Moritz Simon Geist is a performer, musicologist, and robotics engineer. His main focus is to invent the future of electronic music – with robots! His projects range from robotic music performances to robotic sound installations. His robotic instruments and performances have been shown inmanyEuropean festivals and exhibitions. He has also been awarded numerous international awards. From 2015-2020 Moritz taught the progression of technology and society at the NYU Berlin, Clives Davis Institute. Moritz lives and works in Dresden, Germany,wherehisworkshop-studio is located.
Live Performance by Moritz Simon Geist (DE) with livestream to the 19th Media Art Biennale WRO 2021 REVERSO in Wroclaw, in cooperation with Silbersalz Science & Media Festival
The installation VIBRATIONS generates sine waves with physical robotic instruments. A generative composition algorithm (AI) creates contemplative spatial soundscapes, based on patterns derived from compositions of minimal music likethat ofTerry Riley or John Adam.
The sound of the instrument is generated by tuned aluminum bars. Controlled by a complex distributed robotic actuator system, the multifaceted sound ranges from spherical, sombrechords to glassy, highly concise melodies.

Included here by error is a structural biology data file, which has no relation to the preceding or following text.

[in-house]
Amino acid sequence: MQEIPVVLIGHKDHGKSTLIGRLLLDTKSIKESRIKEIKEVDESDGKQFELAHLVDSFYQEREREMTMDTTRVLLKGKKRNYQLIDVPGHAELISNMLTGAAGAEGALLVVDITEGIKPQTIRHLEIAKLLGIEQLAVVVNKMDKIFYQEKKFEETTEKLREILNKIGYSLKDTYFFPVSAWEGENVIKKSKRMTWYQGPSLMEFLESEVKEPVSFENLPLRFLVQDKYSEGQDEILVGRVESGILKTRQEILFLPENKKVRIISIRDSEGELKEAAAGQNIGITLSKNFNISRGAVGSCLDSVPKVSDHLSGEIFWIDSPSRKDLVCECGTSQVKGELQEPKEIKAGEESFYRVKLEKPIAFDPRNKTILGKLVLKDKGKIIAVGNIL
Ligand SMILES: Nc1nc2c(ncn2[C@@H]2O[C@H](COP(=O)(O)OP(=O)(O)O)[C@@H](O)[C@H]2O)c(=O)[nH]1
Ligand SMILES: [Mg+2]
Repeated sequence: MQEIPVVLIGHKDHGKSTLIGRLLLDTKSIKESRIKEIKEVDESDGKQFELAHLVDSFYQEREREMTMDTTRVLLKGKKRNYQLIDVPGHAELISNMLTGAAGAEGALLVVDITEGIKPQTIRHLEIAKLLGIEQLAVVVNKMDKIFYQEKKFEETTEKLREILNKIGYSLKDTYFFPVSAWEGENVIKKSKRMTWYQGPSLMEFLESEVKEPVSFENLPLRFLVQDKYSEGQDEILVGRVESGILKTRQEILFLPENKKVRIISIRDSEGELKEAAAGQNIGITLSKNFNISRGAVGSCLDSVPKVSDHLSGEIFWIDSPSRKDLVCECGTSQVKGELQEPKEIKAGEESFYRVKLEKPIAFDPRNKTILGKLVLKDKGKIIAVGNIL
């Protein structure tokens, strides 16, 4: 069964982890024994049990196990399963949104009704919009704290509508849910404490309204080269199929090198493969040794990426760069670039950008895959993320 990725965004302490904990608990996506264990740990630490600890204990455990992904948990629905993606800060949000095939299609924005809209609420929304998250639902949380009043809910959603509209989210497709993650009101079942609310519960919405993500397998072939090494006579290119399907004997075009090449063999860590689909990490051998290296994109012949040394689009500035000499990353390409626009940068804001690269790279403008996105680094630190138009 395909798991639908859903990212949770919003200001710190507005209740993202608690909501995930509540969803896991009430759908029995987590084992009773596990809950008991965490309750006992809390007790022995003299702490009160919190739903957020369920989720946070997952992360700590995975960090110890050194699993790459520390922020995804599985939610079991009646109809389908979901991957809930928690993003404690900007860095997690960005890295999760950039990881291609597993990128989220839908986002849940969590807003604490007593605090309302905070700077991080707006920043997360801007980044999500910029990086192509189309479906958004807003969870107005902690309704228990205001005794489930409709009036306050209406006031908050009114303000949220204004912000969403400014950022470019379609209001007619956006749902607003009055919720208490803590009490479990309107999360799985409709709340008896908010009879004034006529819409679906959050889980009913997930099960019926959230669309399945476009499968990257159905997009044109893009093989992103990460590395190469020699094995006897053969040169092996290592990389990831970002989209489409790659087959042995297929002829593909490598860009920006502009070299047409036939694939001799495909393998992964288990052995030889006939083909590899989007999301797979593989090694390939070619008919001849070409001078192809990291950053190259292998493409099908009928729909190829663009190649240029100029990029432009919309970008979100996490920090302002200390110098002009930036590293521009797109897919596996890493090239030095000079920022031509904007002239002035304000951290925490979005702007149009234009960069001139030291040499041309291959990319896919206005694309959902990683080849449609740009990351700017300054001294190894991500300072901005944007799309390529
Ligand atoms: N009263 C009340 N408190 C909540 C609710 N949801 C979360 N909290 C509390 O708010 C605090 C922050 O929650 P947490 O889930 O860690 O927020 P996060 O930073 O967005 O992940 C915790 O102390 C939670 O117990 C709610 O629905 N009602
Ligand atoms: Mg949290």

The sound in this work is not played by humans but by 36 small robotic actuators. The robotic actuators are triggered by a computer running an AI/ML algorithm forming three octaves (36 tones). The robot mechanics introduce slight variations in sound and rhythm creating an organic contrast to the calculated computer-generated sounds. The robots are nevertheless precise enough to play repetitive structures that no human could ever reproduce. This combination aims to create a new organic and mechanical form of sound: robotic electronic music.
Due to a global chip shortage as a side effect of the pandemic, the installation is currently a work in progress and will be presented as such.
This work was realised within the framework of the European Media Art Platforms (EMAP) programme at Ars Electronica (AT) with support of the Creative Europe Culture Programme of the European Union.